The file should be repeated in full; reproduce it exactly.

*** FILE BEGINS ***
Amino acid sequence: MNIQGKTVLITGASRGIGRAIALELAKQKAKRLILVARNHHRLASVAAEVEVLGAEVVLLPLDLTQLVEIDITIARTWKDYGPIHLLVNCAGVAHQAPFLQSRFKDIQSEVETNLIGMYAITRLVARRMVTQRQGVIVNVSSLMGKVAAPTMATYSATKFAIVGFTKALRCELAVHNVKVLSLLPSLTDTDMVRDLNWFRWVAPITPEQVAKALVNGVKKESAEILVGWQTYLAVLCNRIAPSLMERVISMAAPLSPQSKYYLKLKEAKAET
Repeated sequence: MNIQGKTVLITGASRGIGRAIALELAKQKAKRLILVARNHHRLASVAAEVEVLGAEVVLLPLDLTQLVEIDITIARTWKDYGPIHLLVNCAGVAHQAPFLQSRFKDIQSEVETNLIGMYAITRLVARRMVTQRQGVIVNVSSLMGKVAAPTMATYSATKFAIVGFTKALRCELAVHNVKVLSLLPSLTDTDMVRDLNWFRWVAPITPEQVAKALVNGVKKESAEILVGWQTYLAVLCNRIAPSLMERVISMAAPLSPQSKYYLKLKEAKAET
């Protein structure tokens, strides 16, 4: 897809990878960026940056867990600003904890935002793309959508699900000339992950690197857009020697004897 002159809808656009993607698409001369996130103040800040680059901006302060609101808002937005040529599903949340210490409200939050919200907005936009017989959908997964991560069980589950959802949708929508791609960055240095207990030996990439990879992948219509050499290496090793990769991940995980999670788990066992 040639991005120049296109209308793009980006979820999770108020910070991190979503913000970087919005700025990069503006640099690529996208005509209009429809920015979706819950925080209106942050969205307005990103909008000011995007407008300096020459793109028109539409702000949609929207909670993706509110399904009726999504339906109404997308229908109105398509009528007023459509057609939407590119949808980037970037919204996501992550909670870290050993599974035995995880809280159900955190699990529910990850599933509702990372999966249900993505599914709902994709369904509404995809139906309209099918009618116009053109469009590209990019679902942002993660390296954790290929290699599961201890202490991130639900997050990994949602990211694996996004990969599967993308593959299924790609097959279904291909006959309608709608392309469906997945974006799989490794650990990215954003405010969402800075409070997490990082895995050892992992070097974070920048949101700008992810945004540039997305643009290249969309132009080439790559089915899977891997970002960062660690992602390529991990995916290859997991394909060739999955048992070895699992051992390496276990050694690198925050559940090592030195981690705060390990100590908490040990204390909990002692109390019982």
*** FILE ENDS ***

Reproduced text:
Amino acid sequence: MNIQGKTVLITGASRGIGRAIALELAKQKAKRLILVARNHHRLASVAAEVEVLGAEVVLLPLDLTQLVEIDITIARTWKDYGPIHLLVNCAGVAHQAPFLQSRFKDIQSEVETNLIGMYAITRLVARRMVTQRQGVIVNVSSLMGKVAAPTMATYSATKFAIVGFTKALRCELAVHNVKVLSLLPSLTDTDMVRDLNWFRWVAPITPEQVAKALVNGVKKESAEILVGWQTYLAVLCNRIAPSLMERVISMAAPLSPQSKYYLKLKEAKAET
Repeated sequence: MNIQGKTVLITGASRGIGRAIALELAKQKAKRLILVARNHHRLASVAAEVEVLGAEVVLLPLDLTQLVEIDITIARTWKDYGPIHLLVNCAGVAHQAPFLQSRFKDIQSEVETNLIGMYAITRLVARRMVTQRQGVIVNVSSLMGKVAAPTMATYSATKFAIVGFTKALRCELAVHNVKVLSLLPSLTDTDMVRDLNWFRWVAPITPEQVAKALVNGVKKESAEILVGWQTYLAVLCNRIAPSLMERVISMAAPLSPQSKYYLKLKEAKAET
């Protein structure tokens, strides 16, 4: 897809990878960026940056867990600003904890935002793309959508699900000339992950690197857009020697004897 002159809808656009993607698409001369996130103040800040680059901006302060609101808002937005040529599903949340210490409200939050919200907005936009017989959908997964991560069980589950959802949708929508791609960055240095207990030996990439990879992948219509050499290496090793990769991940995980999670788990066992 040639991005120049296109209308793009980006979820999770108020910070991190979503913000970087919005700025990069503006640099690529996208005509209009429809920015979706819950925080209106942050969205307005990103909008000011995007407008300096020459793109028109539409702000949609929207909670993706509110399904009726999504339906109404997308229908109105398509009528007023459509057609939407590119949808980037970037919204996501992550909670870290050993599974035995995880809280159900955190699990529910990850599933509702990372999966249900993505599914709902994709369904509404995809139906309209099918009618116009053109469009590209990019679902942002993660390296954790290929290699599961201890202490991130639900997050990994949602990211694996996004990969599967993308593959299924790609097959279904291909006959309608709608392309469906997945974006799989490794650990990215954003405010969402800075409070997490990082895995050892992992070097974070920048949101700008992810945004540039997305643009290249969309132009080439790559089915899977891997970002960062660690992602390529991990995916290859997991394909060739999955048992070895699992051992390496276990050694690198925050559940090592030195981690705060390990100590908490040990204390909990002692109390019982």